The sense of camp in “Aliens Of London” comes more from the special effect than the episode’s general tone. For sure, the Doctor is weirdly goofy as he and Rose are driven to 10 Downing Street, but the rest of the time, the episode is preoccupied with creating a realistic interpretation of an alien invasion that cripples the highest levels of British government. Unfortunately, some of the elements used to create that realistic mood and story are utterly ridiculous. The flesh suits of the discarded humans look silly and the aliens, when revealed in the episode’s climax are so goofy that until the next episode explains them, it is hard to imagine viewers not just turning Doctor Who off and not returning to it.
That said, “Aliens Of London” does work hard to take itself seriously. The Doctor in “Aliens Of London” goes from excited about exactly what is happening to humanity to deeply concerned when he realizes that it is a hoax. His quips in the episode are a bit more harsh – though his renaming Mickey and then berating him when Mickey only “thinks” he knows what his name is one of the most memorable lines of the series – than usual, but they keep the episode moving along at a good pace. The idea of how Mickey was a suspect in Rose’s disappearance and how Jackie and Mickey relate to Rose returning is pretty realistically handled. The realism of the human interactions and The Doctor’s investigation into the crash are contrasted by the ridiculousness of the three flatulent aliens in plus-sized human bodies.
“Aliens Of London” does not showcase anything incredible on the acting front. Noel Clarke is somewhat stiff as Mickey (he fails truly to sell his anger at Rose or Jackie) and Camille Coduri emotes like a soap opera actress as Jackie. Coduri drops her coffee mug well, but she does not play shocked to see Rose with any extraordinary or specific talent. Even Penelope Wilton is given too little to do as Harriet Jones to wow.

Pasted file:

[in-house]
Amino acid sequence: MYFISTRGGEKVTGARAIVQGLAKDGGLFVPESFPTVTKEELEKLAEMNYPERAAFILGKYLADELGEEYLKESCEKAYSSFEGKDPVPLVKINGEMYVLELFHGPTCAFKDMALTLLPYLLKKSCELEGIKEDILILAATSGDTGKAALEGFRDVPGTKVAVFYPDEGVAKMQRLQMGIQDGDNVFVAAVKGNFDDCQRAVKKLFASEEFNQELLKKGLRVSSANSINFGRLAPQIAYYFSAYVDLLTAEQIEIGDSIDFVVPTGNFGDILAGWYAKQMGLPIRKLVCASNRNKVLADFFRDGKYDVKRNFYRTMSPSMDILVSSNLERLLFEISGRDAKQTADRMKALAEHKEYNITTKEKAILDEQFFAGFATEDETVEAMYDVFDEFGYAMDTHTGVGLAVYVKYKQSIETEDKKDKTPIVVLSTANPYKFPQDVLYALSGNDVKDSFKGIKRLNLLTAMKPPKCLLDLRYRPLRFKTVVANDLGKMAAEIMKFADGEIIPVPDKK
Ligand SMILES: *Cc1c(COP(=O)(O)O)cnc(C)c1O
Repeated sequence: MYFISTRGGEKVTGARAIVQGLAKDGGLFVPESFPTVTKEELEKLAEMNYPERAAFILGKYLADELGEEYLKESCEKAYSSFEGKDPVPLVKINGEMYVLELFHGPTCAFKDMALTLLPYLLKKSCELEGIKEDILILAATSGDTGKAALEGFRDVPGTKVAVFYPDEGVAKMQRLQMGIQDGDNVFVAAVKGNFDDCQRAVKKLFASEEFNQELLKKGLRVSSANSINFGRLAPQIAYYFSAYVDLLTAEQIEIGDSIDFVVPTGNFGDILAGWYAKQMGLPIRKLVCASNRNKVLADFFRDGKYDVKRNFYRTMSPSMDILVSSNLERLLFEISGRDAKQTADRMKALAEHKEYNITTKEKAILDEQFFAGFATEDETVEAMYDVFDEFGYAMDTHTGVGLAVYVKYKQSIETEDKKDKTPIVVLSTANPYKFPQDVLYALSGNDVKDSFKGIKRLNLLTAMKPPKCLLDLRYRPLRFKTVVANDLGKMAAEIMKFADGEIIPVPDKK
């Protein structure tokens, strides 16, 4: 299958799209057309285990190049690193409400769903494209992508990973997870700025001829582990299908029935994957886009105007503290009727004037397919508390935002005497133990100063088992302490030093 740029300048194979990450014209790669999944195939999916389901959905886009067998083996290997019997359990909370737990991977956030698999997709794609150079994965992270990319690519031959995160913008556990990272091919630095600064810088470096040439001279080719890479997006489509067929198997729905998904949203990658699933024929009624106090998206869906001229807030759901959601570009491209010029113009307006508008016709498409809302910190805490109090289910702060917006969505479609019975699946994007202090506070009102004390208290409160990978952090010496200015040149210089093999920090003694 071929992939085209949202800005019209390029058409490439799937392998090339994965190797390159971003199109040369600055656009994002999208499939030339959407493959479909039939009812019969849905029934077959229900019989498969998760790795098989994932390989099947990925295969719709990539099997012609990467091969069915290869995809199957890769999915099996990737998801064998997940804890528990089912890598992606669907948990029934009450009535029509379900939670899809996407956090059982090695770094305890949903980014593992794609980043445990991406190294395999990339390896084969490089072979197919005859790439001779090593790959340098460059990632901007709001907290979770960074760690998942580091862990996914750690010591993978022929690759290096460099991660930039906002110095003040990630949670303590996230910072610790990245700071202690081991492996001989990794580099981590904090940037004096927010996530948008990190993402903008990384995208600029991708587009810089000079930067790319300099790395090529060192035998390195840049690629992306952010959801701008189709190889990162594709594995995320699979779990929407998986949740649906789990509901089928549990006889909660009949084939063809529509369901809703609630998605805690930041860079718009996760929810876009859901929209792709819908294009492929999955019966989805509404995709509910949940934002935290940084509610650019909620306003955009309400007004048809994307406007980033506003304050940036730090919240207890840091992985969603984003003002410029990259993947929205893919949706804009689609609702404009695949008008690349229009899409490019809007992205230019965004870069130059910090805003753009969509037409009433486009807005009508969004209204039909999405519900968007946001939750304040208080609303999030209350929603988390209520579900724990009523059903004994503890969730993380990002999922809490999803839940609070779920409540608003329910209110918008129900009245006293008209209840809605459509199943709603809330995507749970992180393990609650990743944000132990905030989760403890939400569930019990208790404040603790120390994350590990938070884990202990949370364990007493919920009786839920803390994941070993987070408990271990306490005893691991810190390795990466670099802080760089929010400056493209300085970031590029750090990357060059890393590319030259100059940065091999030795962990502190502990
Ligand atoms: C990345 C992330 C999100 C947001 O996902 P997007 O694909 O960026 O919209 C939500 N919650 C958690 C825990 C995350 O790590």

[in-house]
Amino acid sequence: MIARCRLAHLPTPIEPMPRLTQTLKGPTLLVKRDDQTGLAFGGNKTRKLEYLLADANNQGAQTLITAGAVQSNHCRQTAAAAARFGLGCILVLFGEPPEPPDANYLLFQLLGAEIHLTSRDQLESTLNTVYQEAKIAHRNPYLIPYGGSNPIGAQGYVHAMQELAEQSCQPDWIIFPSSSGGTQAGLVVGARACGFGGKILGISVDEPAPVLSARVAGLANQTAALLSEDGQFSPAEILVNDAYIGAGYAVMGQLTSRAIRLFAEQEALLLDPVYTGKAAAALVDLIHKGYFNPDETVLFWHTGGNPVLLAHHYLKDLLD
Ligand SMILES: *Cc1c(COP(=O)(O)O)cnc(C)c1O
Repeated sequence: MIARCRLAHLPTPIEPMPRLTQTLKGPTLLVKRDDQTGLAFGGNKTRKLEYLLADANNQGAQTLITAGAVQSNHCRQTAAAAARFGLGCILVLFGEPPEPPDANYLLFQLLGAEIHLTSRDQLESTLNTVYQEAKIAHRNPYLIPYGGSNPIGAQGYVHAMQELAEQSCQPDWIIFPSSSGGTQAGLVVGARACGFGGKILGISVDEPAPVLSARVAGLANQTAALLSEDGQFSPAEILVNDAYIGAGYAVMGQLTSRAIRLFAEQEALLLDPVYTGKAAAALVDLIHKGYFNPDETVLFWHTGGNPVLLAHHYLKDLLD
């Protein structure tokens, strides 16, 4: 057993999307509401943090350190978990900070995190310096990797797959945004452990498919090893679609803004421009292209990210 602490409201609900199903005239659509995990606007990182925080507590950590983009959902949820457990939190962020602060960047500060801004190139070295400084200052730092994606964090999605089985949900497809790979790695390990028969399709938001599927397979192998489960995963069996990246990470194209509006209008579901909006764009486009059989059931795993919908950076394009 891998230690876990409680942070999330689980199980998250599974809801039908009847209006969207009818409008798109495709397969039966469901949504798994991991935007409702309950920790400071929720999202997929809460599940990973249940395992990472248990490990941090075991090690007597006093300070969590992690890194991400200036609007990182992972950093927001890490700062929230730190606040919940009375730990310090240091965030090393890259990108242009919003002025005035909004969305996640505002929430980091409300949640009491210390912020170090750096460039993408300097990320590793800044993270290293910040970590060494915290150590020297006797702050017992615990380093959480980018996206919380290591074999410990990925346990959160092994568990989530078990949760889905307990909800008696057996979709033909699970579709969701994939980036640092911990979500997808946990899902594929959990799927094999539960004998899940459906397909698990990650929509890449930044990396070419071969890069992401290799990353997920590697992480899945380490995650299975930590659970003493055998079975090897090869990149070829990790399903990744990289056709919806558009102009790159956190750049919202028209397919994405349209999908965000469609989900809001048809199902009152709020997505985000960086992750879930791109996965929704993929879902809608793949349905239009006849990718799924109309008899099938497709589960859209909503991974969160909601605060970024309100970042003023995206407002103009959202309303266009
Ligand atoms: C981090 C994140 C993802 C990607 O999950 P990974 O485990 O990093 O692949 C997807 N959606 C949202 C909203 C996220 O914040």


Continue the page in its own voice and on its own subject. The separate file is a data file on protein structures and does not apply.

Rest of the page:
Christopher Eccleston handles The Doctor’s mood swings well and Billie Piper comes back from her mediocre performance in “The Unquiet Dead” (reviewed here!) with a stable performance that embodies well the mixed feelings Rose now has. Rose is torn between her feelings for Mickey and The Doctor and that is played out well in “Aliens Of London.”
The first of a two-parter (technically, a three-parter, though the third part comes much later), “Aliens Of London” is the set-up for a big conflict between humans and aliens and it does what it sets out to do well, even if the episode is not chock full of character development.
[Knowing that single episodes are an inefficient way to get episodes, it's worth looking into Doctor Who - The Complete First Season on DVD or Blu-Ray, which is also a better economical choice than buying individual episodes. Read my review of the sole season with the Ninth Doctor here!
For other works with Rupert Vansittart, please visit my reviews of:
For other Doctor Who episode and movie reviews, please visit my Doctor Who Review Index Page!
© 2014 W.L. Swarts. May not be reprinted without permission.
| | |